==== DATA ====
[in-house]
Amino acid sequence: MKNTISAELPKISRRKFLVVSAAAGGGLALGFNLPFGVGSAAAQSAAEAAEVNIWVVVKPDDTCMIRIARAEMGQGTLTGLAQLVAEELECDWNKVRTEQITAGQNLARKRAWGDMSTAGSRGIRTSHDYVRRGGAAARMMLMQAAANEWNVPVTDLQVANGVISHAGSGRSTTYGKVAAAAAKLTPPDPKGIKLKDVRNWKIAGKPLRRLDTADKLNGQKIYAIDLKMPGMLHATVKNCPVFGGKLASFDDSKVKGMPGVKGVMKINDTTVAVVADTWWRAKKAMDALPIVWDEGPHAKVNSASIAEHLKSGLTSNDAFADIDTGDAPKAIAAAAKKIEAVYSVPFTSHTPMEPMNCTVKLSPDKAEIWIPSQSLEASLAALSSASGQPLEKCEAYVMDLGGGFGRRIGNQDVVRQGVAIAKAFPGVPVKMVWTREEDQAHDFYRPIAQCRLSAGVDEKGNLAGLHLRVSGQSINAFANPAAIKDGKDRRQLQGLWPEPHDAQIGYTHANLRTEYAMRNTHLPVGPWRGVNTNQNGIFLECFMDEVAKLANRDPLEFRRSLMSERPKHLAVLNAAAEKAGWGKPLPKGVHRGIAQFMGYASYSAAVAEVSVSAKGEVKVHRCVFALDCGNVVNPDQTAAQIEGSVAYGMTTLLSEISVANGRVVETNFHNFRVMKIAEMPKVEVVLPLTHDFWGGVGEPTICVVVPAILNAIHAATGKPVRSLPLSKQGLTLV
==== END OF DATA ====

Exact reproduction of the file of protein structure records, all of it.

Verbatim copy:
[in-house]
Amino acid sequence: MKNTISAELPKISRRKFLVVSAAAGGGLALGFNLPFGVGSAAAQSAAEAAEVNIWVVVKPDDTCMIRIARAEMGQGTLTGLAQLVAEELECDWNKVRTEQITAGQNLARKRAWGDMSTAGSRGIRTSHDYVRRGGAAARMMLMQAAANEWNVPVTDLQVANGVISHAGSGRSTTYGKVAAAAAKLTPPDPKGIKLKDVRNWKIAGKPLRRLDTADKLNGQKIYAIDLKMPGMLHATVKNCPVFGGKLASFDDSKVKGMPGVKGVMKINDTTVAVVADTWWRAKKAMDALPIVWDEGPHAKVNSASIAEHLKSGLTSNDAFADIDTGDAPKAIAAAAKKIEAVYSVPFTSHTPMEPMNCTVKLSPDKAEIWIPSQSLEASLAALSSASGQPLEKCEAYVMDLGGGFGRRIGNQDVVRQGVAIAKAFPGVPVKMVWTREEDQAHDFYRPIAQCRLSAGVDEKGNLAGLHLRVSGQSINAFANPAAIKDGKDRRQLQGLWPEPHDAQIGYTHANLRTEYAMRNTHLPVGPWRGVNTNQNGIFLECFMDEVAKLANRDPLEFRRSLMSERPKHLAVLNAAAEKAGWGKPLPKGVHRGIAQFMGYASYSAAVAEVSVSAKGEVKVHRCVFALDCGNVVNPDQTAAQIEGSVAYGMTTLLSEISVANGRVVETNFHNFRVMKIAEMPKVEVVLPLTHDFWGGVGEPTICVVVPAILNAIHAATGKPVRSLPLSKQGLTLV